Odisha bamboo gift to tribals is death sentence for elephants

If the alarming rate of elephant deaths in the state has shocked the Odisha Government, it must brace for more.

Published: 14th October 2012 11:40 AM  |   Last Updated: 14th October 2012 11:40 AM   |  A+A-


If the alarming rate of elephant deaths in the state has shocked the Odisha Government, it must brace for more. As the Government advocates and celebrates the Forest Rights Act (FRA), it is this legislation which is likely to fell more elephants in Odisha, for their staple fodder—bamboo—is being given away to the tribals as minor forest produce (MFP) leading to a disastrous man-animal conflict scenario.

Odisha will feel the heat of FRA more than others since it is home to over 60 per cent of Central and East India’s elephant which are highly dependent on bamboo for forage. The amendments to the rules of the FRA as well as classification of bamboo as MFP may spell a disaster.

According to last census, there are 1,862 elephants in the state. Since 2001, at least 116 elephants have been electrocuted, 46 of which were deliberate electrocutions while 70 were accidental. In the last one week, at least six elephants have died, five of them due to electrocution. This year, 11 electrocution deaths have been reported.

It is the deliberate electrocutions which are indicators of a growing intolerance of humans towards the jumbos and the conflict scenario is expected to get worse with increasing interference in the forests post-FRA implementation.

A major proportion of the bamboo exists outside the protected areas. With rights of bamboo being given to the tribals for harvest and trade, experts believe that it will cause massive depletion of forests across Odisha. “Tiger and elephant habitats and corridors, many of which are not even documented, are going to face the most damage, fragmenting the state’s vast, expansive tiger and elephant landscapes,” said a wildlife expert.

The total bamboo bearing area in the country is 13.96 million hectare, which is around a fifth of the country’s forest area. Odisha, for its part, accounts for 9 per cent of the country’s bamboo forest cover and 7 per cent of the total growing stock. Most of the bamboo cover supports good wildlife and in many parts, where primary forests have been destroyed, secondary growth of bamboo provides the green cover. In such habitats, the elephants rely heavily on bamboo as their principal source of food.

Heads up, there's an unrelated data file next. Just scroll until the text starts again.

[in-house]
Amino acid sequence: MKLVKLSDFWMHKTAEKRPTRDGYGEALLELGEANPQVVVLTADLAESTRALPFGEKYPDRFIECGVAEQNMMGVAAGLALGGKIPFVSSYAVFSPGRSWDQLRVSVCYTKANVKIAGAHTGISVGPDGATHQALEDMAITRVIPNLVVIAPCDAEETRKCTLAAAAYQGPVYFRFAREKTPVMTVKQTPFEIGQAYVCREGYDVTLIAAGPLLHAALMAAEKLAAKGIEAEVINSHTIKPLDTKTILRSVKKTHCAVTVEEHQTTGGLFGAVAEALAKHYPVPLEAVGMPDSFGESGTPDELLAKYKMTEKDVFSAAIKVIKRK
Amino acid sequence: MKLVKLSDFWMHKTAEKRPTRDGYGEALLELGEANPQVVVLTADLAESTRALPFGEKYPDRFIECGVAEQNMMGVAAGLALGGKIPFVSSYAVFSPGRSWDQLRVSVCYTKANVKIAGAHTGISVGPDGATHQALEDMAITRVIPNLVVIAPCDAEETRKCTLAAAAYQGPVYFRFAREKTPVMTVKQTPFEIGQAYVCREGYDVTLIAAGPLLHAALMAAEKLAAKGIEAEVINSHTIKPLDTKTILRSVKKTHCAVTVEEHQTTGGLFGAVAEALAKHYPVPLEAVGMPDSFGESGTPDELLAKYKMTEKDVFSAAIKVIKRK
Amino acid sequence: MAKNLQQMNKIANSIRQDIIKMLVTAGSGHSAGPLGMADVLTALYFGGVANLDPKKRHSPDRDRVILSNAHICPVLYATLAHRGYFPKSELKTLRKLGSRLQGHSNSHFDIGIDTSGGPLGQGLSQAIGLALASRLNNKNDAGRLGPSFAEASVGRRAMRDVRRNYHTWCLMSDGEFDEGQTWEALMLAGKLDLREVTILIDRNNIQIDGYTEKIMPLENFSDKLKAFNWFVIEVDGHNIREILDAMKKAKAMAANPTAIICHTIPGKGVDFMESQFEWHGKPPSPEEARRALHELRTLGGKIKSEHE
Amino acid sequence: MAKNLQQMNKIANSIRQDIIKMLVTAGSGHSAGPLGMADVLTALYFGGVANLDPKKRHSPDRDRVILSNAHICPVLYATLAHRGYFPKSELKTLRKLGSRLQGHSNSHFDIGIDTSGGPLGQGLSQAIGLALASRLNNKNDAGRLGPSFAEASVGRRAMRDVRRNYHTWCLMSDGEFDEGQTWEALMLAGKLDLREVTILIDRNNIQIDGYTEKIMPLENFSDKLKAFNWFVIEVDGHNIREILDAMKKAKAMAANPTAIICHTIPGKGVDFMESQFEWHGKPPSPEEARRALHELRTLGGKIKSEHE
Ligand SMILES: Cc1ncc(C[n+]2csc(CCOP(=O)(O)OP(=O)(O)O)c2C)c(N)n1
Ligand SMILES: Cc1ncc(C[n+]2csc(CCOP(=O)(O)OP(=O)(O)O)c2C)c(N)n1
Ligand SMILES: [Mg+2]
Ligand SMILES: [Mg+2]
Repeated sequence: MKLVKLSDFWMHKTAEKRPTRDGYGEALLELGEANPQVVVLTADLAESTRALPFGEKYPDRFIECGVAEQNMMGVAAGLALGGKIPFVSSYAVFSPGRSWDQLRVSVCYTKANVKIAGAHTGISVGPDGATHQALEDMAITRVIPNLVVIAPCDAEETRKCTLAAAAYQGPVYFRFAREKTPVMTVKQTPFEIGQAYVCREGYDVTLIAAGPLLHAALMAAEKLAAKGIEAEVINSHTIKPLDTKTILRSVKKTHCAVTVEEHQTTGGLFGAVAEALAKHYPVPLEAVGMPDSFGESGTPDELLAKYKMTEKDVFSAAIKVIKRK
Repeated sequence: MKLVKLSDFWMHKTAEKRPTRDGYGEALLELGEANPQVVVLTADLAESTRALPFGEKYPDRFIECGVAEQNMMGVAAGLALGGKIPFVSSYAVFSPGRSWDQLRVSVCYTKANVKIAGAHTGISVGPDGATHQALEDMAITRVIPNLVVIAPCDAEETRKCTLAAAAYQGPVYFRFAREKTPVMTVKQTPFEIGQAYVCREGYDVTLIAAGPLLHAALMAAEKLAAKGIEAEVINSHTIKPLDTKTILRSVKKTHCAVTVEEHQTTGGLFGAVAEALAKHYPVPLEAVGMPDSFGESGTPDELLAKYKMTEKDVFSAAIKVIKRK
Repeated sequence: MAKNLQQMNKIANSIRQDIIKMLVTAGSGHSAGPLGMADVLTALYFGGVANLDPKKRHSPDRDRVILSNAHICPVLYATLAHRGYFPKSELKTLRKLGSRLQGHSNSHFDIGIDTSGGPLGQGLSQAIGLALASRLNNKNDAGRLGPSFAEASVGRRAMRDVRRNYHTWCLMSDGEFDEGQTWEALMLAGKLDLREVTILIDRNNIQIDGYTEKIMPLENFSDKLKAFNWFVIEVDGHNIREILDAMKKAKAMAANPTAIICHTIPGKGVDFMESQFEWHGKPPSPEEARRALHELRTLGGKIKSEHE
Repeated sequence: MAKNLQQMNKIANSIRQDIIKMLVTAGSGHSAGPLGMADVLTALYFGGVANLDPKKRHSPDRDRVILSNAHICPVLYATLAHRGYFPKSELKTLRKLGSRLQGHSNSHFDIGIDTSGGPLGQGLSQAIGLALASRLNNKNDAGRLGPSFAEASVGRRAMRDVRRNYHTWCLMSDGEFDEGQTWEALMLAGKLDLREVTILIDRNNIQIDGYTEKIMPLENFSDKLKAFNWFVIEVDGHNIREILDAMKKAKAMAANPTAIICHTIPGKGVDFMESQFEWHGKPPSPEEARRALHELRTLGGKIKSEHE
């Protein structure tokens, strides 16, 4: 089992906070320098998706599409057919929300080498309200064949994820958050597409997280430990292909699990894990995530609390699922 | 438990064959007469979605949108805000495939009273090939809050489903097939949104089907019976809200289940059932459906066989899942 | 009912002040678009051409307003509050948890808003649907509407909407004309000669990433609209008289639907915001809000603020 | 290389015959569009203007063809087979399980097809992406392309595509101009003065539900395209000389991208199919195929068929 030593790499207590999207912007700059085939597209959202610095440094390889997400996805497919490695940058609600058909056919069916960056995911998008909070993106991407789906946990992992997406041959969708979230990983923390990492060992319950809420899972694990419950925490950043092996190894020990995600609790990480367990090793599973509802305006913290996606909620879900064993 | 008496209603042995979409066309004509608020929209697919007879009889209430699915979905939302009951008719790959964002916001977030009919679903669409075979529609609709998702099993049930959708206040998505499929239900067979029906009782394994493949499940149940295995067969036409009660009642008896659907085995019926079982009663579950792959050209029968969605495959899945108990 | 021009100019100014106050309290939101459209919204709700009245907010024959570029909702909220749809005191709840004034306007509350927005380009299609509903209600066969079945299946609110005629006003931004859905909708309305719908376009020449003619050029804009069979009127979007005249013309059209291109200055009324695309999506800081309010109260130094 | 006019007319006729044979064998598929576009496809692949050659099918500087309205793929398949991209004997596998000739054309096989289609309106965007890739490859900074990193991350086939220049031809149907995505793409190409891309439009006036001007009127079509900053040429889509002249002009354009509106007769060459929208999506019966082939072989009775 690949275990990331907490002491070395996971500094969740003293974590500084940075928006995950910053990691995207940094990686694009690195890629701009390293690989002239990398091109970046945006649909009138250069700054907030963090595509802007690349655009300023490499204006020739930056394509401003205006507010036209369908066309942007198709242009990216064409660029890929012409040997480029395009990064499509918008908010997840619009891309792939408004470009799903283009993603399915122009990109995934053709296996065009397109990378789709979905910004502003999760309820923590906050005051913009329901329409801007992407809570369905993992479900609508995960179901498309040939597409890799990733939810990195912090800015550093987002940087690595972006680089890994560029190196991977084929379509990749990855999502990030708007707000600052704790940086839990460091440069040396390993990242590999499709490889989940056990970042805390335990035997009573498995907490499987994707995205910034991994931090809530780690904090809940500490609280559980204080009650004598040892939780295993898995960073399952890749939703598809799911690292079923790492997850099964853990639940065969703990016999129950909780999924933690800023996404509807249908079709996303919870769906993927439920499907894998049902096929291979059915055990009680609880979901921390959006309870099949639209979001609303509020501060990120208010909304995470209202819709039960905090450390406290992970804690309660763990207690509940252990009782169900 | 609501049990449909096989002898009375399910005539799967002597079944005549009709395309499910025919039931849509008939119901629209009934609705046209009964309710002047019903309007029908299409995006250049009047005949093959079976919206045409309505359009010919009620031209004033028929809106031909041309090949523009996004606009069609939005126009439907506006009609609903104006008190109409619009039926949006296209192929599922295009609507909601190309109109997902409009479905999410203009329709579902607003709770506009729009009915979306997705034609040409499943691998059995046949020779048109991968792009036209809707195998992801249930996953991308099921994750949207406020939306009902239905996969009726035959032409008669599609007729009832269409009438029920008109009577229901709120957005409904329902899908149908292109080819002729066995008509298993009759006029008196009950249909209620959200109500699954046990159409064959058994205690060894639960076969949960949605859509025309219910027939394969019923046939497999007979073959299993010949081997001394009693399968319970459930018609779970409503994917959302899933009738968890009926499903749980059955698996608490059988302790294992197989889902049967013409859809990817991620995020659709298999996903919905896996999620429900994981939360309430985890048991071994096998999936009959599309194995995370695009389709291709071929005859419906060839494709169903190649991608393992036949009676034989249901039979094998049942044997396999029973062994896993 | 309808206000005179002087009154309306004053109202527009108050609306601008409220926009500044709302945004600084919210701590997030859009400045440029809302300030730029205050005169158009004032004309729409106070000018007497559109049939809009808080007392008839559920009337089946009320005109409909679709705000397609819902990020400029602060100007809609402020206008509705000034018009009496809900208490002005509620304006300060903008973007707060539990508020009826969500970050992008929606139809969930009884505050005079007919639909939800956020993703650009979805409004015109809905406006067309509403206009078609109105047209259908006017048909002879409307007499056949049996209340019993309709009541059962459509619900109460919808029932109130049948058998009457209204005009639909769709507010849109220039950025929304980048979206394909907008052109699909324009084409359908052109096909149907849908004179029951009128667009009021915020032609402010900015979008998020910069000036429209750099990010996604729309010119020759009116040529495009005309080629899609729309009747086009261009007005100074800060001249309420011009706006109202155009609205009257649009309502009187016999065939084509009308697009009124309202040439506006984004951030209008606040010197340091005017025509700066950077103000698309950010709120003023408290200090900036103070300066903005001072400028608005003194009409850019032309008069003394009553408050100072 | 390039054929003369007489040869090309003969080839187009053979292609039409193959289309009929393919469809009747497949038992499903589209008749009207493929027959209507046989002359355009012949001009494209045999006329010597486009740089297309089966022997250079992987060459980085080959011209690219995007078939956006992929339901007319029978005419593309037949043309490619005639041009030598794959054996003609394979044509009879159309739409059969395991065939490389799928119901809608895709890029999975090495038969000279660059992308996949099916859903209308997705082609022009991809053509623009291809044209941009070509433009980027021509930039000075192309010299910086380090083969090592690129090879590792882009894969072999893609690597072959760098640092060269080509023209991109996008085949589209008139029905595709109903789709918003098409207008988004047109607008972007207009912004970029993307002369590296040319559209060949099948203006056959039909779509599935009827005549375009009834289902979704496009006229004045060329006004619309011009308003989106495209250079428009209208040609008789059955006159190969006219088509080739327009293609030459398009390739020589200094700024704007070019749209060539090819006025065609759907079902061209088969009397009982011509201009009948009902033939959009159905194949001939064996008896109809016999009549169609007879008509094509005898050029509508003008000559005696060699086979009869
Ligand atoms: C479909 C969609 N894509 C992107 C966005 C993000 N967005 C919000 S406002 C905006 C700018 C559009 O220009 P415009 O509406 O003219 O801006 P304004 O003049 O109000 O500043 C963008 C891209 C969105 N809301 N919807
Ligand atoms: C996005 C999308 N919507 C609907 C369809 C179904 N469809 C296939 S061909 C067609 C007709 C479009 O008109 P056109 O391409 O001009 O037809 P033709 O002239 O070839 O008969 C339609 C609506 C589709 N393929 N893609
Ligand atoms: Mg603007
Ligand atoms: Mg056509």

It being a coppice-regenerating plant, harvest of standing bamboo is highly inadvisable and experts believe this will lead to irreversible loss to bamboo forests. “The recent amendments to FRA can be interpreted as unlimited extraction of MFP as there is no definition limiting the term ‘sustenance’ or ‘surplus’, nor any limiting the mode of transport and hence, amount of harvest will have serious implications, especially with bamboo now being counted as MFP,” said a Forest Department official.

The amendments require the state to collect the produce and stipulate a minimum support price (MSP) for purchase from tribals. This is likely to will create an artificial market even for perishable produce and increase the extraction and pressure on forests. "With bamboo forests under pressure, the jumbos will turn to nearby habitation for fodder and face resistance triggering an unprecedented man-animal conflict scenario," the official sources pointed out.


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